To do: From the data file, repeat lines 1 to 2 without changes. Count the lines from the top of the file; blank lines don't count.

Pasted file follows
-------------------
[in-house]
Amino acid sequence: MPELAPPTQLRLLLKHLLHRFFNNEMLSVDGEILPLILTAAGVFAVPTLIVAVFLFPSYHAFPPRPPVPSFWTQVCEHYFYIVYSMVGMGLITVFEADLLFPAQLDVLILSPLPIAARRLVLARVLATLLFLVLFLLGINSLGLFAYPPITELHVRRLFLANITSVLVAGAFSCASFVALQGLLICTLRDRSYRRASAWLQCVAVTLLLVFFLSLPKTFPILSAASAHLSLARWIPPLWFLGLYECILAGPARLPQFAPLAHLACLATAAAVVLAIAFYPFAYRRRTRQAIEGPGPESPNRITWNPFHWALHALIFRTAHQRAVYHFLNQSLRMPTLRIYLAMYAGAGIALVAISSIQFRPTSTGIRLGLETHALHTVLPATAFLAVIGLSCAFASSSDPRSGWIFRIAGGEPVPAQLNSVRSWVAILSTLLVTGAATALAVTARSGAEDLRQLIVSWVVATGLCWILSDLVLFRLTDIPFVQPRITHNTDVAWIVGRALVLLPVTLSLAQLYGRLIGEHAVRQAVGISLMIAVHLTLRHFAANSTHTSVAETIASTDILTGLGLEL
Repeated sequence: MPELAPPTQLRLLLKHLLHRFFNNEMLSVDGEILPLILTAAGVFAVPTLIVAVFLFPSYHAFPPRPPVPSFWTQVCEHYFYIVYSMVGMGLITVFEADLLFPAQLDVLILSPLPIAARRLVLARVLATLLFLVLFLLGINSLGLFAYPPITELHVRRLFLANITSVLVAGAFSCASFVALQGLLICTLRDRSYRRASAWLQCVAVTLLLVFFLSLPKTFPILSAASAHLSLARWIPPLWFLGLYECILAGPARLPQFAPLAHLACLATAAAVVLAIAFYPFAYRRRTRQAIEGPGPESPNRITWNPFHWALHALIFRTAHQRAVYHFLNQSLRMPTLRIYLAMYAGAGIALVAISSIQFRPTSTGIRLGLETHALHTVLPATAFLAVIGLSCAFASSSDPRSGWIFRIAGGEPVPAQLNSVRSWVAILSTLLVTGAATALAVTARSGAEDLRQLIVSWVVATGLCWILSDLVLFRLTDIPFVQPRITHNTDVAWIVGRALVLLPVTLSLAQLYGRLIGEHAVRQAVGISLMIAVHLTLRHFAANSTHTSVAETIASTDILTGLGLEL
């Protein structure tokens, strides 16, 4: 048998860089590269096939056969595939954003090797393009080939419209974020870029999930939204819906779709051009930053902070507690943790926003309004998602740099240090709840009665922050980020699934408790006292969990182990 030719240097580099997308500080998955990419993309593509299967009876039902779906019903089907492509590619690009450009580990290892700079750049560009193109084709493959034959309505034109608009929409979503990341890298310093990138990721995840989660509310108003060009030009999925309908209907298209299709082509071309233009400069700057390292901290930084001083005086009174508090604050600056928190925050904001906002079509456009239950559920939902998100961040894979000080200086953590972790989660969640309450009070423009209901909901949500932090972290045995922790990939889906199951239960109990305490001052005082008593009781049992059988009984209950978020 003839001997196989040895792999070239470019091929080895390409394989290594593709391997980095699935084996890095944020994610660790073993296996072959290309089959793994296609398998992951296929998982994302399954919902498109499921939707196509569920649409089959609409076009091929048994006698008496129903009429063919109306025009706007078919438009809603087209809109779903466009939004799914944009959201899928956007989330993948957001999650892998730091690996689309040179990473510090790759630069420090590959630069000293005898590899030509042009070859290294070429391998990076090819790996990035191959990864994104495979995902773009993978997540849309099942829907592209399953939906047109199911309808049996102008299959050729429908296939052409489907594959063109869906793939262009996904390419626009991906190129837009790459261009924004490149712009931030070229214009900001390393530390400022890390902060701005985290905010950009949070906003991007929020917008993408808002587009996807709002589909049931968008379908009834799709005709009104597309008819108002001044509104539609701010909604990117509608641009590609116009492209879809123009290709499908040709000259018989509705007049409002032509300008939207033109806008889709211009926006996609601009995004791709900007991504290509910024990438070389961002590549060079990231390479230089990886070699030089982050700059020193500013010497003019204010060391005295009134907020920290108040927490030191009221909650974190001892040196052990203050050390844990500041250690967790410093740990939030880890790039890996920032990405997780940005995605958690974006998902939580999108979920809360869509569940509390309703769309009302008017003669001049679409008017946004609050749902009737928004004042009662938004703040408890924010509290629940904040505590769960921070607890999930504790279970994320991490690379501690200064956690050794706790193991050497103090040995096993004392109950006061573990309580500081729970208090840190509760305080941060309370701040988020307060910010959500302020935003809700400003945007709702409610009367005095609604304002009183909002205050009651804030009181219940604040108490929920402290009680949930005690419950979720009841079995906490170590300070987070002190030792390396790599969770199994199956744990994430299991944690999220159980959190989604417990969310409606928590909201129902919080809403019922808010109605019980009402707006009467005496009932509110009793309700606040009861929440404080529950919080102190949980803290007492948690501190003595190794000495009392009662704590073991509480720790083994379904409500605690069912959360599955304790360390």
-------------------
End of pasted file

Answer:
[in-house]
Amino acid sequence: MPELAPPTQLRLLLKHLLHRFFNNEMLSVDGEILPLILTAAGVFAVPTLIVAVFLFPSYHAFPPRPPVPSFWTQVCEHYFYIVYSMVGMGLITVFEADLLFPAQLDVLILSPLPIAARRLVLARVLATLLFLVLFLLGINSLGLFAYPPITELHVRRLFLANITSVLVAGAFSCASFVALQGLLICTLRDRSYRRASAWLQCVAVTLLLVFFLSLPKTFPILSAASAHLSLARWIPPLWFLGLYECILAGPARLPQFAPLAHLACLATAAAVVLAIAFYPFAYRRRTRQAIEGPGPESPNRITWNPFHWALHALIFRTAHQRAVYHFLNQSLRMPTLRIYLAMYAGAGIALVAISSIQFRPTSTGIRLGLETHALHTVLPATAFLAVIGLSCAFASSSDPRSGWIFRIAGGEPVPAQLNSVRSWVAILSTLLVTGAATALAVTARSGAEDLRQLIVSWVVATGLCWILSDLVLFRLTDIPFVQPRITHNTDVAWIVGRALVLLPVTLSLAQLYGRLIGEHAVRQAVGISLMIAVHLTLRHFAANSTHTSVAETIASTDILTGLGLEL